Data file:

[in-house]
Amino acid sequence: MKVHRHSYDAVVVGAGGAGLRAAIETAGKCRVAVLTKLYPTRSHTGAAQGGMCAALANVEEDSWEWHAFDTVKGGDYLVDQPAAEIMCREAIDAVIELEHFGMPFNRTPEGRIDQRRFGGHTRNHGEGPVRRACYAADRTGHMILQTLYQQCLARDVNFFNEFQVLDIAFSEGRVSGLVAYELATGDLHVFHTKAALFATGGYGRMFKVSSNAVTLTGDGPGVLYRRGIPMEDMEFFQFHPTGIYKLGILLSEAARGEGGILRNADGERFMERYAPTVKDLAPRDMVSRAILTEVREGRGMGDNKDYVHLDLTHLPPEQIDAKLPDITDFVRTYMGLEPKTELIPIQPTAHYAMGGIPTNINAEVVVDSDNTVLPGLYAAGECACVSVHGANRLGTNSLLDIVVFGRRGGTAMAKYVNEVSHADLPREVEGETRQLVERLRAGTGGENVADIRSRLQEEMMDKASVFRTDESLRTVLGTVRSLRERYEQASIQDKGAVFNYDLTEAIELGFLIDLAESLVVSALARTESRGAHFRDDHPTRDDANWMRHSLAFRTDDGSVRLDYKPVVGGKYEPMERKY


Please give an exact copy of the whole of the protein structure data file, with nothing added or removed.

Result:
[in-house]
Amino acid sequence: MKVHRHSYDAVVVGAGGAGLRAAIETAGKCRVAVLTKLYPTRSHTGAAQGGMCAALANVEEDSWEWHAFDTVKGGDYLVDQPAAEIMCREAIDAVIELEHFGMPFNRTPEGRIDQRRFGGHTRNHGEGPVRRACYAADRTGHMILQTLYQQCLARDVNFFNEFQVLDIAFSEGRVSGLVAYELATGDLHVFHTKAALFATGGYGRMFKVSSNAVTLTGDGPGVLYRRGIPMEDMEFFQFHPTGIYKLGILLSEAARGEGGILRNADGERFMERYAPTVKDLAPRDMVSRAILTEVREGRGMGDNKDYVHLDLTHLPPEQIDAKLPDITDFVRTYMGLEPKTELIPIQPTAHYAMGGIPTNINAEVVVDSDNTVLPGLYAAGECACVSVHGANRLGTNSLLDIVVFGRRGGTAMAKYVNEVSHADLPREVEGETRQLVERLRAGTGGENVADIRSRLQEEMMDKASVFRTDESLRTVLGTVRSLRERYEQASIQDKGAVFNYDLTEAIELGFLIDLAESLVVSALARTESRGAHFRDDHPTRDDANWMRHSLAFRTDDGSVRLDYKPVVGGKYEPMERKY